There is another approach. It is admittedly more subtle, and will require time and patience to bear fruit. In my exploration of the inner world, I have found that all dark roads lead to the same place: the fear of death. I can begin in my mind, thinking at length about philosophy or religion or art. I can explore various desires: for money, power, prestige, women. I can delve deeper into the realms of dark emotion: anger, aggression, jealousy, hatred, greed.
But if I keep going; if I keep asking myself, “What is underneath this thought? What is underneath this feeling? Why do I hold onto this philosophical position? Why do I feel greed?” ultimately I get to the same answer: “Because I am afraid of dying.”
The root blackness inside of me is the fear of death. Put another way, the root blackness inside of me is the desire for life. (The Buddha taught that desire is the root-cause of all suffering, and for me, the root of all desires is the desire for life.)
(One caveat here: the blackness is the *desire* for life, not life itself. Life is a well-spring of delight; a fresh river running through a misty forest. It is the *desire* for life, the clinging to life, which creates suffering.)
I am fortunate because I have discovered meditation. And for a variety of reasons, the clod of stuckness inside of me I label “fear of death” has been partially dissolved. It is not as strong as it used to be. For this reason, I feel much more freedom in my life: I feel I have many more choices in many dimensions. I am happier, and I find I can get along with just about anybody. I hold very few intellectual ideas for which I am willing to fight. The light of awareness has partially melted the fear of death, and I have become more peaceful.
It is in the candle’s very nature to extinguish darkness. If you bring a candle into a dark room, the room will light up — the darkness will vanish.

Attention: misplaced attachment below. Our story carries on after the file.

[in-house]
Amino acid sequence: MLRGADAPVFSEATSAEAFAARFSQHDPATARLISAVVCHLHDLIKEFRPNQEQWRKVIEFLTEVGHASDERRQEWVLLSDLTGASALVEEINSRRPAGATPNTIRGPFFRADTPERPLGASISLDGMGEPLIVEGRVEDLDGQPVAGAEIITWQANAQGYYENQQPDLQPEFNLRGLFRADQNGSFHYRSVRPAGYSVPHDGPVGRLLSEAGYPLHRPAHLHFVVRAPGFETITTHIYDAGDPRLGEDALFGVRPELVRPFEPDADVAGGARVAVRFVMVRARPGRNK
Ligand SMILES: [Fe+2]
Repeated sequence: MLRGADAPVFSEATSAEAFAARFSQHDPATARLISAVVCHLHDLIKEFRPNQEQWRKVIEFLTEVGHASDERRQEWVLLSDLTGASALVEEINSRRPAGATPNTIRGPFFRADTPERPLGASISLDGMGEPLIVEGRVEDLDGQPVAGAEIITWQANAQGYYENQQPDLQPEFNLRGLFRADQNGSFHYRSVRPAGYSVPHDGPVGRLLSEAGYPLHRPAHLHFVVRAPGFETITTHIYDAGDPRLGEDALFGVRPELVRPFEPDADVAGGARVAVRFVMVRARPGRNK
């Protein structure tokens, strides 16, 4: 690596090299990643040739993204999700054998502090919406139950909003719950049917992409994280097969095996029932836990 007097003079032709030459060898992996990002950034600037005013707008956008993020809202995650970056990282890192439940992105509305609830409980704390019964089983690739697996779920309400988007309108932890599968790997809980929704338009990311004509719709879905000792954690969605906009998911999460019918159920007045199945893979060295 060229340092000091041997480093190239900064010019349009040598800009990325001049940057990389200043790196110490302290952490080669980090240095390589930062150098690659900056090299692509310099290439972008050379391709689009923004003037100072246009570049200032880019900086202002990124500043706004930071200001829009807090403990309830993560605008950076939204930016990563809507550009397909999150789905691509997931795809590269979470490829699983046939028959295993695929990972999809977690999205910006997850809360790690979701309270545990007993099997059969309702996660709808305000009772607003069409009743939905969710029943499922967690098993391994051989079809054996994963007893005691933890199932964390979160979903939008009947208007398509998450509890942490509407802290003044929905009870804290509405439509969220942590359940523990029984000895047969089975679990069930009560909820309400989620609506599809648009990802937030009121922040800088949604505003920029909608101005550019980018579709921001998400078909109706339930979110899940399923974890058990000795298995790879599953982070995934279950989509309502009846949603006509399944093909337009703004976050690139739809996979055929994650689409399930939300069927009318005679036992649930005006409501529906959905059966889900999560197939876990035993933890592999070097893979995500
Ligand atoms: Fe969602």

If you have a rusty pipe, and you run scalding water through it, eventually some of the rust will loosen, and the inside of the pipe will become cleaner. It is the nature of running water to cleanse.
If a person is filled with unconsciousness (greed, hatred, rage, aggression) and the person is greeted with consciousness, awareness, light, and love, eventually the hatred will dissolve. Eventually the behavior of the unconscious person will shift. The beliefs he once held so dear will begin to loosen. The bargaining positions he once was so attached to will become more fluid. Slowly, slowly, more options will begin to appear on the negotiating table.
Does this mean when you sit across the table from Adolf Hitler, you appease him? No. What is needed is fewer leaders who are mired in the thick, black filth which Hitler was stuck in.
So the question becomes: how do we seduce people into the process of becoming more conscious? More light? More flexible? More loving? More sharing? More collaborative? How do we seduce people into participating in the variety of activities that are now available to us which deepen meditation and right prayer?
To begin with, I will offer one answer to my own question: those of us who practice need to enjoy ourselves. People want to be around people who are happy, celebrating each moment, smiling, enjoying. Joy, when it is not forced, when it arises from a true place inside, is infectious and magnetic.
If anyone has other ideas for seducing people into consciousness-raising activities, please do not be shy: comment away!
(As always with words, there is so much more to say. I see this post as a catalyst for dialogue, rather than an end in itself.)